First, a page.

Key excerpt:

My father was an insurance agent with his office in a big 3 story office mall. The parking lot for this building must have had room for 500 cars and almost never completely filled up but my father made a point to always park as far away from the front door as possible. Even on 30 below zero days with 3 feet of fresh snow on the ground, he would not waver and park any closer to the front door.

At a young age, I asked him why he parked so far away and he told me the experience his customers have while visiting him was very important to him and it started when they pulled into the parking lot. In his view, they should have front row parking.

Momentos

My latest batch of personal ramblings went public on Patreon this morning.

What’s the story, like?

#27 from that batch of Momentos:

Seth Godin says good marketing is just telling a good story, compelling and authentic. My no-fly trip was a good story. Might be time to tell another. The new one could also be about a journey. Not to circumnavigate the globe, but to earn $1K per day from my site.

I came across a great example of a blogger telling a story recently.

His homepage read: Watch me build a $1M blog.

Then he had an email sign-up form.

What struck me was that there was no evidence that this guy had actually done anything yet.

But that didn’t matter. His story was compelling. I signed up to his email list.

Some of you reading this have been on my list since 2010 when I quit my 9-to-5 job, or since 2011 when I began the no-fly trip.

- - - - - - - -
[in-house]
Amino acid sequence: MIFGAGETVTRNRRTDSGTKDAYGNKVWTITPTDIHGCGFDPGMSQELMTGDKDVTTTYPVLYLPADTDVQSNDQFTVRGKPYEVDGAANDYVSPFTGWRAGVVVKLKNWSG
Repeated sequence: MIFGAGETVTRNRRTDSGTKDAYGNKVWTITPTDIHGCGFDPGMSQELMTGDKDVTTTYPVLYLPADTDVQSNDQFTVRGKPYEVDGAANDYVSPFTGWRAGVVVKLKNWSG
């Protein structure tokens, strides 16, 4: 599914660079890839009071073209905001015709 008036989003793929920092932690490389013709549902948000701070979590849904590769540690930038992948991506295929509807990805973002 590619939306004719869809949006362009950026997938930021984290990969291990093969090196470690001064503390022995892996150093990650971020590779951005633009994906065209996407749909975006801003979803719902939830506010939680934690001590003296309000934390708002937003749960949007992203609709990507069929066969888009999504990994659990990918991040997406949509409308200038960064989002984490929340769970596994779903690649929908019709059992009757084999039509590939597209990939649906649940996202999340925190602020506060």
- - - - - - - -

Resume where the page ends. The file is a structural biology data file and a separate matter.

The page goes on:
I hadn’t actually done anything yet, but my story was interesting enough that you wanted to follow along.

Think about that for your own business: even if you haven’t done anything noteworthy yet, is there a compelling story you can tell about the journey you’re on?

If you already have one in mind, hit reply and let me know.

I’d ❤️ to hear it.

That’ll do it for this week.

Was there anything above that you found particularly useful or interesting?

I aim to pack these emails with the best tips, insights and opportunities for building your online business. Your feedback helps me do that.

Also: feel free to forward this email to a friend, or you can direct them to the online version here: https://ebizfacts.com/ebiz-weekly-39/

In case you missed em, here are the last three editions of eBiz Weekly:

Until next week, rock on with your legendary self 💪


Niall Doherty – Ubud, Bali
eBiz Facts

By the way...

Freedom Business Builder
FBB is a private community of online business builders. Our 300+ members range from people just starting their first online businesses, to experienced online entrepreneurs earning thousands of dollars each month. More info here.

Travel Hacker’s Toolkit
Check out the top resources I recommend for the traveling online business builder. Cheap flights, a jet lag app, free VPN software, and more.

Great Value Courses
My go-to websites when looking to learn or enhance a skill are CourseraSkillshare and Udemy. They have thousands of courses on many different topics, rated and reviewed so you can easily tell what’s best. Udemy and Coursera are pay-per-course, whereas Skillshare is a subscription model (my preference).